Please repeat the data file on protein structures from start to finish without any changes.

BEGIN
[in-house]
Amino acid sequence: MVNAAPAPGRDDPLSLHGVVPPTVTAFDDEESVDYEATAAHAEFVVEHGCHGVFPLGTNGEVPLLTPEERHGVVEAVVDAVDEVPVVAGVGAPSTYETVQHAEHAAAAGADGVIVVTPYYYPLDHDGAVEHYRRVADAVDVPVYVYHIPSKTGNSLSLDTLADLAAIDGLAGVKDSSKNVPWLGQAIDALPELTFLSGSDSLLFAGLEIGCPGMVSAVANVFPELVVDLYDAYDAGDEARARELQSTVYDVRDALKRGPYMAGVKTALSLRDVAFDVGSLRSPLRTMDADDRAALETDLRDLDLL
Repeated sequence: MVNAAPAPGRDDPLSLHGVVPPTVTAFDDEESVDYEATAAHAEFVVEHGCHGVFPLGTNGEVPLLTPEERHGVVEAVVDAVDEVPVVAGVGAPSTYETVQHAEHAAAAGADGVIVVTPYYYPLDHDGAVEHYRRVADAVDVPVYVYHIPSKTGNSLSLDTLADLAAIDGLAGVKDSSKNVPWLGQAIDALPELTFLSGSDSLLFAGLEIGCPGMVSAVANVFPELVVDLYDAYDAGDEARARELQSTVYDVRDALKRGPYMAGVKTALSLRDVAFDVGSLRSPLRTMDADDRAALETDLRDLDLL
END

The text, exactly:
[in-house]
Amino acid sequence: MVNAAPAPGRDDPLSLHGVVPPTVTAFDDEESVDYEATAAHAEFVVEHGCHGVFPLGTNGEVPLLTPEERHGVVEAVVDAVDEVPVVAGVGAPSTYETVQHAEHAAAAGADGVIVVTPYYYPLDHDGAVEHYRRVADAVDVPVYVYHIPSKTGNSLSLDTLADLAAIDGLAGVKDSSKNVPWLGQAIDALPELTFLSGSDSLLFAGLEIGCPGMVSAVANVFPELVVDLYDAYDAGDEARARELQSTVYDVRDALKRGPYMAGVKTALSLRDVAFDVGSLRSPLRTMDADDRAALETDLRDLDLL
Repeated sequence: MVNAAPAPGRDDPLSLHGVVPPTVTAFDDEESVDYEATAAHAEFVVEHGCHGVFPLGTNGEVPLLTPEERHGVVEAVVDAVDEVPVVAGVGAPSTYETVQHAEHAAAAGADGVIVVTPYYYPLDHDGAVEHYRRVADAVDVPVYVYHIPSKTGNSLSLDTLADLAAIDGLAGVKDSSKNVPWLGQAIDALPELTFLSGSDSLLFAGLEIGCPGMVSAVANVFPELVVDLYDAYDAGDEARARELQSTVYDVRDALKRGPYMAGVKTALSLRDVAFDVGSLRSPLRTMDADDRAALETDLRDLDLL